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Entering edit mode
@felicienmeunier-14964
Last seen 4.1 years ago

For research purposes, I must read a lot of large hdf5 files generated by an environmental model. Right now, I open them in rstudio using the rhdf5 package. I recently noticed that the most time-limiting step was the reading of the hdf5 files and so I wanted to speed up that part of the code. Switching from rhdf5 to the old hdf5 package, the speed was considerably reduced (it goes something like ten times faster). Is there any reasonable explanation that explains such a speed difference? I would prefer to keep rhdf5 as it is still supported, so is there a way to reach better performances? As it could be due to some bad practice, please find below the two lines of code I use to open and read the hdf5 files:

With rhdf5(slow)

mymont    = h5read(h5file,'/')

and with hdf5 (fast):

mymont    = hdf5load(file=h5file,load=FALSE,verbosity=0,tidy=TRUE)
rhdf5 hdf5 • 2.9k views
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Entering edit mode

This isn't a particularly good example because 'toy.h5' is small, but

fl = system.file(package="HDF5Array", "extdata", "toy.h5")
microbenchmark(f0(), f1(), times=5)

> microbenchmark(f0(), f1(), times=5)
Unit: milliseconds
expr      min       lq      mean   median       uq       max neval cld
f0() 93.48307 94.90350 100.62300 95.84296 95.87789 123.00760     5   b
f1() 70.55737 70.90299  72.31741 72.23494 72.69283  75.19891     5  a 

So rhdf5 is faster. More important, though, is that hdf5 reads the data literally, wheres rhdf5 transposes it (this is by design)

> str(f1())
List of 2
$M1: num [1:10000, 1:150] 0.44 0.189 0.992 0.526 0.624 ...$ M2: num [1:150, 1:200] 9.033 0.56 8.109 5.852 -0.821 ...
> str(f0())
Dotted pair list of 2
$M2: num [1:200, 1:150] 9.033 -0.837 -3.066 14.924 -4.724 ...$ M1: num [1:150, 1:10000] 0.44 0.023 0.117 0.549 0.525 ...

So I wonder whether you have a benchmark file that you'd be willing to share?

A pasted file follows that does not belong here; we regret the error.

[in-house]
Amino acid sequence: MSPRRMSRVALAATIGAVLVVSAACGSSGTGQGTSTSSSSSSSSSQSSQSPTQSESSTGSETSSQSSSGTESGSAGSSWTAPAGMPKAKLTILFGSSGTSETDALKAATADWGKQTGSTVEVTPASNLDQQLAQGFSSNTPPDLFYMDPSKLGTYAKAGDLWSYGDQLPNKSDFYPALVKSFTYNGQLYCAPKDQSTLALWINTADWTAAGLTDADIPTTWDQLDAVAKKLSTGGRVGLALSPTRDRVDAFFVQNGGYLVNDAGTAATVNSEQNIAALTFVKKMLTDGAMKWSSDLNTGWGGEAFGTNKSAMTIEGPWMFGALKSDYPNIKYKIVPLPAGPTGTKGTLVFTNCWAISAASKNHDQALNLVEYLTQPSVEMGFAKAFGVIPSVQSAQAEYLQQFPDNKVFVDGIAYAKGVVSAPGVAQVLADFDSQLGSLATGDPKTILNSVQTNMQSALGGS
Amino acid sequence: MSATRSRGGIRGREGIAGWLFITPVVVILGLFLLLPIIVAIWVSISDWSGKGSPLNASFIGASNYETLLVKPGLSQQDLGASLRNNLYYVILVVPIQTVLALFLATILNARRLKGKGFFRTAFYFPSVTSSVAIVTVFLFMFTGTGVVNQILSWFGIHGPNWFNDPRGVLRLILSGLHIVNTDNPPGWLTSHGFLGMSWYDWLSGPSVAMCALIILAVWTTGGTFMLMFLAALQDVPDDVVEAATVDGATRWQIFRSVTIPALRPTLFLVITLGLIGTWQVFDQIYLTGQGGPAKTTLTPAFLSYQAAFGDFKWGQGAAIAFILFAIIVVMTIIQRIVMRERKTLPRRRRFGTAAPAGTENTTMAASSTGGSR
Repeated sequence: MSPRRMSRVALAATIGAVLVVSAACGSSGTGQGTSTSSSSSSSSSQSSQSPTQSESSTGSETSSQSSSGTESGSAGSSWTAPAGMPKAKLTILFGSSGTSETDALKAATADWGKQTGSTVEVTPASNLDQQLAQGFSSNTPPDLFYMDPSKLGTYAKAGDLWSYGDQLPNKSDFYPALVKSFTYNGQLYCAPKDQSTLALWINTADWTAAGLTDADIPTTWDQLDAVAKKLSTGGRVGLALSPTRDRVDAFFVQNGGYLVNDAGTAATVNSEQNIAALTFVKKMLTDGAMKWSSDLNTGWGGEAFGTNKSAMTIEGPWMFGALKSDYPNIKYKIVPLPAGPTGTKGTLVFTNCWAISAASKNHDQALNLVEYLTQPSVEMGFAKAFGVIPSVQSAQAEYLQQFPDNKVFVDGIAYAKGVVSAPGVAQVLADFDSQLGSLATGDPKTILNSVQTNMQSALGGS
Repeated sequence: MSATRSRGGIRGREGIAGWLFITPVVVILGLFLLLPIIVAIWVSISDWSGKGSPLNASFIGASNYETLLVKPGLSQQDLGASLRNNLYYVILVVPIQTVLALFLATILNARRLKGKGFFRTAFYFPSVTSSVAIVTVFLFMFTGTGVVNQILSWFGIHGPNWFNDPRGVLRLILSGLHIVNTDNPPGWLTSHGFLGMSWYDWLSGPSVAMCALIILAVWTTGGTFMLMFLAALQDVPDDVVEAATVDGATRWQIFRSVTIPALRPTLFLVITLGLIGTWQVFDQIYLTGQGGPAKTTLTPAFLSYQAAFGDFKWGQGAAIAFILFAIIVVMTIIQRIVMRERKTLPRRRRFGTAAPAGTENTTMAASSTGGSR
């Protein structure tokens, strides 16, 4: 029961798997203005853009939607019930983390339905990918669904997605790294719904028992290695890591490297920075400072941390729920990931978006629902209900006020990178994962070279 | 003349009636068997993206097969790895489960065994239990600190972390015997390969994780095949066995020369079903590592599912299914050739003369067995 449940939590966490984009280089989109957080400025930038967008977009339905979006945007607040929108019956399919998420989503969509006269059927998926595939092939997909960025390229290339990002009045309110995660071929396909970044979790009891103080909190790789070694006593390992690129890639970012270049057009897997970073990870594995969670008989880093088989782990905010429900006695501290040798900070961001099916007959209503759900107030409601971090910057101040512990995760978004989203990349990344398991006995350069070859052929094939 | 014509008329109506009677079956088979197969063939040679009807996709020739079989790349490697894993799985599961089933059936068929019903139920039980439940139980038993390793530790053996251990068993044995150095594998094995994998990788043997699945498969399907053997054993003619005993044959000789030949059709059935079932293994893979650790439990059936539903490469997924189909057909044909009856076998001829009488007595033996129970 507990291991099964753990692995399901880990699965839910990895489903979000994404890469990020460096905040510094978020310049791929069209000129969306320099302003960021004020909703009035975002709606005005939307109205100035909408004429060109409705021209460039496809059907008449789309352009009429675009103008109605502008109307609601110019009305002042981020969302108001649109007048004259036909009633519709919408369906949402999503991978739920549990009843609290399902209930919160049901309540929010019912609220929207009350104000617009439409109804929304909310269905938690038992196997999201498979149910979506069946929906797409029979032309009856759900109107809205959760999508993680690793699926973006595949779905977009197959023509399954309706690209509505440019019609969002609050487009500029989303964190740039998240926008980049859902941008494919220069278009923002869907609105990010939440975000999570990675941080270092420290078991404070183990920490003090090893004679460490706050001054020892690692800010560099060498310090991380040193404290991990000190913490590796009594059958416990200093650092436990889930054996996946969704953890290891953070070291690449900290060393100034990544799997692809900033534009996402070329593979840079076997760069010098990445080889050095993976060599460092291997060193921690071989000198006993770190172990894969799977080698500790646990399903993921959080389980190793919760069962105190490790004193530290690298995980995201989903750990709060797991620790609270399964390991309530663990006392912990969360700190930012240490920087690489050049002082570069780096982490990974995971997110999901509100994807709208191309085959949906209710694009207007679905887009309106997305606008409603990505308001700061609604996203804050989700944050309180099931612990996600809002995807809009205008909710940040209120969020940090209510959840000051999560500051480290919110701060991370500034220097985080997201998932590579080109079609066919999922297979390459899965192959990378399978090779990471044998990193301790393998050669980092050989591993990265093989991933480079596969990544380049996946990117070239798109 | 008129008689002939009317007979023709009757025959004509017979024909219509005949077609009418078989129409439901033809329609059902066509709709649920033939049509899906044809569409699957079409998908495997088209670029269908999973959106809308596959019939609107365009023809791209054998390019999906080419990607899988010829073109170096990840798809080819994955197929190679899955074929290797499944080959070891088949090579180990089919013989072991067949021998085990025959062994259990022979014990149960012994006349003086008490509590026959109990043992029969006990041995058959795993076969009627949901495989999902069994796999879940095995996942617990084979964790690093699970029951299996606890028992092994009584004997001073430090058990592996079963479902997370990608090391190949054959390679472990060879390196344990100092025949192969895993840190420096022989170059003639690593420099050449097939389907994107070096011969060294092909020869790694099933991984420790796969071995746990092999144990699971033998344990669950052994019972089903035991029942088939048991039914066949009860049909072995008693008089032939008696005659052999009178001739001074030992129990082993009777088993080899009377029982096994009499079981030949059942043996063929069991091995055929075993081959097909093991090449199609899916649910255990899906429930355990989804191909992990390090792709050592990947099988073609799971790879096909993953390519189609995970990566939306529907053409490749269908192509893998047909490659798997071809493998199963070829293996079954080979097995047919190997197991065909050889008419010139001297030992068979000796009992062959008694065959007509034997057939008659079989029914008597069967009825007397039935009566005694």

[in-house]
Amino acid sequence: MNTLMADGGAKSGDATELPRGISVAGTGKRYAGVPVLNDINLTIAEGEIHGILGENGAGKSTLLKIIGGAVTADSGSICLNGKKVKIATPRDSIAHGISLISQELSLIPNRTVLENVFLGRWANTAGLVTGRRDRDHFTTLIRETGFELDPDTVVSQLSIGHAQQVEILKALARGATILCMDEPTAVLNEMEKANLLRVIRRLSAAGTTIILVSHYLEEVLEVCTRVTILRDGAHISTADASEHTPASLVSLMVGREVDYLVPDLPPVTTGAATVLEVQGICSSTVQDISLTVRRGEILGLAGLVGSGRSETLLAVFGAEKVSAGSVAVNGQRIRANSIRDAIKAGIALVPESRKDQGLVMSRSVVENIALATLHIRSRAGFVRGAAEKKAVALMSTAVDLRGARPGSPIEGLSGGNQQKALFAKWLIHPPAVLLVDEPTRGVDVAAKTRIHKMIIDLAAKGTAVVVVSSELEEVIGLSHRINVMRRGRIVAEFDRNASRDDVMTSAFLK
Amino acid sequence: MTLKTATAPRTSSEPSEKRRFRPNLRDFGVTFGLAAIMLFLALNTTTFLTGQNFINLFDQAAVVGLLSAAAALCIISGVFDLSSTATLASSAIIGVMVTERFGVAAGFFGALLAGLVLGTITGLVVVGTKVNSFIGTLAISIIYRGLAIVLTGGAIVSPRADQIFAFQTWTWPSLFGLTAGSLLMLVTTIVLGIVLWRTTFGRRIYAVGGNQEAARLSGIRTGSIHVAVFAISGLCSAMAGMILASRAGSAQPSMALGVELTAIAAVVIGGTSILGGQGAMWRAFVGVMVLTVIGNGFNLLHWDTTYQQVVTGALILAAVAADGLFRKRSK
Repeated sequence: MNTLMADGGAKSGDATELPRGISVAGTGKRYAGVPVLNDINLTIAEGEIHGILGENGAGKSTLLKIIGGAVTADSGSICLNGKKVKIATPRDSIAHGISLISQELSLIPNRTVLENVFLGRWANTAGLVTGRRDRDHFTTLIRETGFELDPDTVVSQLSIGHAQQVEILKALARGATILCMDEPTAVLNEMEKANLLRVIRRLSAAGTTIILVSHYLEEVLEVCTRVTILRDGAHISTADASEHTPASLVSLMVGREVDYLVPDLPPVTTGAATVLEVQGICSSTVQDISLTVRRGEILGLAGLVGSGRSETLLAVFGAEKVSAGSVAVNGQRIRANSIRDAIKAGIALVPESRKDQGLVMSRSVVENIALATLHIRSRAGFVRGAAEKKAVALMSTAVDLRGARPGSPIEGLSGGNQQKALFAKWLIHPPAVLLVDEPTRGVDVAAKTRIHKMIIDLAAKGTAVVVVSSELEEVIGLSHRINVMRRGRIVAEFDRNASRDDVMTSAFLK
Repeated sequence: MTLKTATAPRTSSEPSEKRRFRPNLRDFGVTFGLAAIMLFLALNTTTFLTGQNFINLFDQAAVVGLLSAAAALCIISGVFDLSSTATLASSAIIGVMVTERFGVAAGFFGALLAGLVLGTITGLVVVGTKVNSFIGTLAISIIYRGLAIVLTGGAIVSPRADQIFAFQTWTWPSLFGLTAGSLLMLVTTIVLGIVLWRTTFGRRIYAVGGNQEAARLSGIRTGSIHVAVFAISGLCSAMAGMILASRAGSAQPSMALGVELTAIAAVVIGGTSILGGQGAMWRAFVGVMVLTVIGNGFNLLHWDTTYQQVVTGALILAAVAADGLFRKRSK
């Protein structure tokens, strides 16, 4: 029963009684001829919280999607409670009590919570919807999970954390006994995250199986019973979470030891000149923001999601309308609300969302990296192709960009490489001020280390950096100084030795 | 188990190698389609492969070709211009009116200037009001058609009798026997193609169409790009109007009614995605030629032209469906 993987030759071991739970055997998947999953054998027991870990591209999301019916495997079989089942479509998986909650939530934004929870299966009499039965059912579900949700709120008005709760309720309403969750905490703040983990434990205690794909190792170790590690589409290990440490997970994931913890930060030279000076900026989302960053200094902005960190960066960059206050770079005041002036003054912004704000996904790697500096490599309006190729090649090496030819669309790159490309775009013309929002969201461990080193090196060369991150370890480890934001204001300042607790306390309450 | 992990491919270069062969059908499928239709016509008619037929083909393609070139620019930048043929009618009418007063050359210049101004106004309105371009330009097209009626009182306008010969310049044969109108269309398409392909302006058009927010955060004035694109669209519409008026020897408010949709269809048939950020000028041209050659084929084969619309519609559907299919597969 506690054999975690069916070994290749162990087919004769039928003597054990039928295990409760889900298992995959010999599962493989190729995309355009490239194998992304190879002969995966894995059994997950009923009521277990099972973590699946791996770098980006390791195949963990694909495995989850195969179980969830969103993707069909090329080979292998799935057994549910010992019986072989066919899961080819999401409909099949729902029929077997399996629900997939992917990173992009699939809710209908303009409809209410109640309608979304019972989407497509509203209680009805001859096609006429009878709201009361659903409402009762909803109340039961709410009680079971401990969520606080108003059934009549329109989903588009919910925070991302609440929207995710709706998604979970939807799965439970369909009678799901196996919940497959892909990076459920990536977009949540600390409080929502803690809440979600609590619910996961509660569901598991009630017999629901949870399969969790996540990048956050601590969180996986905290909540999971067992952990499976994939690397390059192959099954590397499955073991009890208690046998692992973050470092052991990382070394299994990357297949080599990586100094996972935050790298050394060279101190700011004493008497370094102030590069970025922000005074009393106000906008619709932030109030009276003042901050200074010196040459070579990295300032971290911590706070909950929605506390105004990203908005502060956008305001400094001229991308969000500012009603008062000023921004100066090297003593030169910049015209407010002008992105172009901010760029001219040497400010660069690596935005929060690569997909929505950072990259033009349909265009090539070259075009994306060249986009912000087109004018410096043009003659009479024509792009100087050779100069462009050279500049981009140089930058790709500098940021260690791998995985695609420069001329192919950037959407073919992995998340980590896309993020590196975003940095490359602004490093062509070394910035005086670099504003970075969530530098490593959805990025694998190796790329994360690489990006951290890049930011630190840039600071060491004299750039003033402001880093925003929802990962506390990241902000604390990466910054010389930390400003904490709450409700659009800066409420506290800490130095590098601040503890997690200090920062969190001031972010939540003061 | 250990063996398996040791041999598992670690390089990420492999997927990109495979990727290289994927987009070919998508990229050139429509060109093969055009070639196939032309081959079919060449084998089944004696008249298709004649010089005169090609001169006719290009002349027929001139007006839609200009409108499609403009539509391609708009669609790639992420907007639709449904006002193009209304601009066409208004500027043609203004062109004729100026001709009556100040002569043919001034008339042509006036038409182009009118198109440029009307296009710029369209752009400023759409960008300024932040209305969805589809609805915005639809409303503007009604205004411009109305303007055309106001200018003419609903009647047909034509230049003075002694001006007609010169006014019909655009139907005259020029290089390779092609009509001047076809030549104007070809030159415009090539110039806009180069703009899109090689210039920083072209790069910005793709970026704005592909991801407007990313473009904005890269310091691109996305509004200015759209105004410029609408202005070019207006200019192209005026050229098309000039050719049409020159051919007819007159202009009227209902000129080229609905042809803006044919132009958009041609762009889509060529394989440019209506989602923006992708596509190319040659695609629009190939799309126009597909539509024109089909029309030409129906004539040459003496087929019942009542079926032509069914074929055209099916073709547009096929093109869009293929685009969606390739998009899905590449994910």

> packageVersion("rhdf5")
[1] '2.23.5'
> packageVersion("hdf5")
[1] '1.6.9'

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Entering edit mode

Yes, sure.

I tested the two functions over the full range of file size and types:

library(rhdf5)
library(hdf5)
library(microbenchmark)

direct = '/home/femeunier/Documents/ED2/ED/run/paracou/analy/'
direct2= '/home/femeunier/Documents/ED2_archives/Marcos/ED2/ED/run/amazon/nolianas/'

small_fl = file.path(direct,'paracou-Q-2000-03-00-000000-g01.h5')
normal_fl = file.path(direct,'paracou-Q-2036-01-00-000000-g01.h5')
S_fl = file.path(direct2,'amazon-S-2029-07-01-000000-g01.h5')

> microbenchmark(f0(), f1(), times=5)
Unit: milliseconds
expr        min         lq       mean     median         uq        max neval
f0()   25.24533   26.10443   27.34176   26.78865   28.15434   30.41607     5
f1() 1063.33951 1108.48518 1166.39708 1176.59489 1200.20679 1283.35904     5

> microbenchmark(f2(), f3(), times=5)
Unit: milliseconds
expr        min         lq       mean     median         uq        max neval
f2()   35.69882   36.25049   46.51748   36.59257   38.60065   85.44488     5
f3() 1083.67681 1106.77546 1148.52053 1116.24633 1164.70662 1271.19742     5

> microbenchmark(f4(), f5(), times=5)
Unit: milliseconds
expr      min       lq     mean   median       uq      max neval
f4() 269.1774 279.5624 296.0794 292.2530 316.0172 323.3869     5
f5() 714.0194 726.4895 775.2907 742.2052 769.6752 924.0642     5

It appears that hdf5 is always faster but for the second type ('S' instead of 'Q' files), the time difference is less critical. Anyway, I must read everything ('S' and 'Q' files) and almost the whole hdf5 content.

https://www.dropbox.com/s/jm1evy3nur8hio7/paracou-Q-2036-01-00-000000-g01.h5?dl=0

> packageVersion("rhdf5")
[1] ‘2.22.0’
> packageVersion("hdf5")
[1] ‘1.6.10’

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Entering edit mode

Thanks for the follow up with your data I'll take a look at it in the next few days and try to offer some insight.  I just did some testing with the code below to read a 'large' integer matrix where rhdf5 seemed to be quicker, so there's definitely a few things to look at.  This is with the devel version of rhdf5 that I mentioned.

Out of interest, did you create version 1.6.10 of hdf5 yourself?  The last I can find is 1.6.9, but I had to modify the configure script to get it to install.

library(rhdf5)
library(hdf5)
library(microbenchmark)

## large matrix
dat <- matrix(1L:50000000L, ncol = 500)

## specify file
h5File <- tempfile(fileext = ".h5")
if(file.exists(h5File))